There is an acknowledged lack of acceptable measures of the output of local authorities. Most of the information that is available measures input and does not, therefore, allow conclusive judgements to be drawn about the quality and effectiveness of the services provided.

In addition the Institute has reservations about the use of per capita comparisons. Particular client groups may represent varying proportions of total population; for example, different authorities have different proportions of school children. This makes comparisons of service provision (for instance the number of teachers) on a per capita basis, rather than on a client group basis (the number of school children), potentially misleading. Where possible, costs per capita have therefore been supplemented with statistics of costs per client or other suitable unit.

Per capita comparisons may also be misleading where a local authority provides a service that benefits residents in more than one area, or temporary visitors. This affects some services more than others. For example, the Corporation of London libraries do not cater solely for City residents.

The Use of Comparative Statistics

The code of practice and the covering government circular drew attention to the difficulties inherent in making comparisons between authorities on the basis of statistics of the kind specified, without the benefit of qualifying or supporting information. Subject to these reservations, comparative statistics may be helpful in drawing attention to differences.
  • In the level or quality of service provision;
  • In the efficiency of use of resources.
However, there are many other causes underlying the variations between authorities. These may include the following differences:
  • social or economic characteristics, e.g. the proportion of the population in a certain age group;
  • division of functions, e.g. planning, which is undertaken to a varying extent by each tier of local government;
  • range of functions adopted, e.g. a municipal airport or bus undertaking;
  • methods of financing capital investment, e.g. leasing, purchasing outright or financing from loan;
  • prices faced by authorities, e.g. regional variations in the cost of provision;
  • methods of calculating and allocating overheads, e.g. central administration;
  • committee or administrative structures;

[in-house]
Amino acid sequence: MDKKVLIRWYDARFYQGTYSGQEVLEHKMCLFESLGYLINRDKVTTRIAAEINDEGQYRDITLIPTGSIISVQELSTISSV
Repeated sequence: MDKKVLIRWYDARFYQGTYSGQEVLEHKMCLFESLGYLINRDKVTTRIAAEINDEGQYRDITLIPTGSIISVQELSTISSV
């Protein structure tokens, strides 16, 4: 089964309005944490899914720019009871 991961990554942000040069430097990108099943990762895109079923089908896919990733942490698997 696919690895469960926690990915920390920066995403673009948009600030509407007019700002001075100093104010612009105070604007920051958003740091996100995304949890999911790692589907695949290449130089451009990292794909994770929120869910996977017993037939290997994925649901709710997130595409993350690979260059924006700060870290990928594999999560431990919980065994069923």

• classification of certain activities e.g. street cleaning.
At present, it is not usually possible to eliminate the differences arising from these factors on the basis of one or two indicators only.

It must be emphasised that conclusions based on the figures for individual authorities should take into account the explanations and qualifications contained in authorities’ own publications. The notes and definitions contained in Local Government Comparative Statistics draw attention to some particular weaknesses of the data; users of the book are advised to consult the more detailed publications referred to in Annex C and below.

Finally, as the code of practice recognises, an indication of an authority’s performance will not necessarily be given best, or only, in an inter-authority context. Other comparisons that may be of interest include:
  • comparisons of achievement against plans;
  • comparisons over time: trends and time series;
  • service point comparisons, e.g. the unit costs of schools either within or between authorities;
  • comparisons with organisations outside local government.
There is also a choice to be made between comparisons based on ‘actuals’ and those based on ‘estimates’. The code of practice suggests that historical information should be supplemented with more up-to-date statistics that are only available as estimates.

Selection of Comparable Authorities

Although the code of practice calls for comparisons with other authorities of similar characteristics it does not offer advice on how to select these authorities.

In preparing their first annual reports under the code, authorities used chiefly the following criteria to select authorities for comparison purposes:
  • similar authorities, chosen subjectively;
  • average for all authorities;
  • geographical neighbouring authorities (which may be more meaningful to a lay audience);
  • dissimilar authorities, for contrast as well as comparison;
  • authorities of a similar size, in terms of population or expenditure;
  • clusters i.e. similar authorities chosen 'scientifically'.

Best Value Performance Indicators

In addition to the information showing the comparative statistics, this volume shows (after the main tables) Best Value Performance Indicators as provided by the ODPM and NAfW. An index describing specific indicators precedes each set of tables.

Other Sources of Comparative Statistics

Local Government Comparative Statistics forms part of the range of publications produced by the CIPFA Statistical Information Service (SIS). SIS currently publishes annually some thirty five books giving information on the main services of local authorities. These contain details of estimated or actual expenditure by local authorities on particular services many with some comparative statistics and selected non-financial information about staffing and client groups.

An annual publication by the Office of the Deputy Prime Minister is ‘Local Government Financial Statistics, England and Wales’ (HMSO).

Citizens' Charter Performance Indicators

The Local Government Act 1992 requires the Audit Commission to specify a set of indicators for measuring the performance of each local authority in England and Wales.

The sources from which Local Government Comparative Statistics has been compiled are detailed in the notes on definitions in Annex A.

Acknowledgements

The Institute and the compiler are grateful for any comments and suggestions received in response to Local Government Comparative Statistics. These contributions are important for the improvement and development of the publication. Proposals for additional or better indicators are also valuable although it may not be possible to implement all the suggestions that are received. The Institute and the compiler wish to thank the local authority compilers and government departments who have provided data for inclusion in the publication.

Summary Tables

Summary - Actuals 2002-03
Summary - Estimates 2003-04
Summary - Actuals 2002-03 and Estimates 2003-04 Fire and Police

April 2005